The fight against corruption in Botswana has not been without pitfalls and drawbacks. One of these has been that some of Botswana's institutions and guiding processes have unintentionally provided loopholes for corruption to take root. These include the overbearing presence of the country's executive arm of government, over the anti-corruption agencies and also the lack of stringent anti-corruption policies in government operations. To counter this, government will have to commit more to the anti-corruption fight, such as with inacting and implementing an effective asset declaration and disclosure law among others.
The private sector has played a prominent role in Botswana’s development and economic growth. Due to Botswana’s overinflated public sector, the private sector has often depended solely on government expenditure, procurement and tender systems for their own profit generation and survival. As a result, it has become almost impossible to examine corruption in Botswana without the involvement of private sector players. Vulnerabilities and risks to Botswana’s key institutions and processes are exacerbated by the unguarded infiltration of private economic interests into the public sector through political patronage. There is also a deteriorating culture of compliance amongst private sector operators due to lack of strong ethics and values that govern their anti-corruption practices.
Strong and effective institutions are an integral part of the service delivery of any government. The effectiveness of these institutions is however not something that is a by product or happens by chance; governments need to be intentional about strengthening them and must be clear about their mandates. Coordination, data capability, implementation and quality of bureaucracy are four indicators of strong institutions that have been put forward.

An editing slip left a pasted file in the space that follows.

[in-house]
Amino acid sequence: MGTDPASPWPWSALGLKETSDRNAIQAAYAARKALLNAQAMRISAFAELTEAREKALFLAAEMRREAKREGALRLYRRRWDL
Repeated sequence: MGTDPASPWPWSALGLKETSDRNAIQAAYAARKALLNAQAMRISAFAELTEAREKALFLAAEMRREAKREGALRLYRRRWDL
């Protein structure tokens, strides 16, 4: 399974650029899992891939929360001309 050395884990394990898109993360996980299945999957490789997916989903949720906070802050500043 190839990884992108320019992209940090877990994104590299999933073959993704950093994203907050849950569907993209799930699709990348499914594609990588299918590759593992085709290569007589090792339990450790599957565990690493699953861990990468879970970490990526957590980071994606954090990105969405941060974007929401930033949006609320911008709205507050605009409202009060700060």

Botswana youth's participation in politics and gneral issues of governance is quite low de spite the fact that the youth population is the majority. A trickle down effect of this apathy towards political participation is a lack of involvement in anti-corruption efforts. The absence of such a large part of the society frustrates the fight against corruption and denies anti-corruption initiatives the youth voice which could ensure their sustainability, considering that the youth are the future leaders of Botswana. It is imperative that the youth take up the fight against corruption, to ensure that their voice is heard and they have a role in shaping the Botswana of tomorrow that they envision.
A summary of the motions debated in Botswana's National Assembly in the year 2021. There is also discussion where necessary, of the history of certain Acts as per enactment and amendments as the case may be.
This paper is based on BCPI expert roundtable discussions meant to educate citizens on how to measure democratic performance. Botswana is battling different economic and social problems in the form of a high unemployment rate, endemic corruption, inadequate provision of quality social services and the fight against the Covid-19 pandemic. These are all performance indicators (Covid being a temporary one) that speak to the lived realities of citizens and through which one can make an assessment of the government of the day. The performance of a democratic government should be looked at objectively by citizens without too much partisan influence. The paper makes a case that the progress of the nation should take precedence over the need to come into power of opposition, and that to retain power for a ruling party.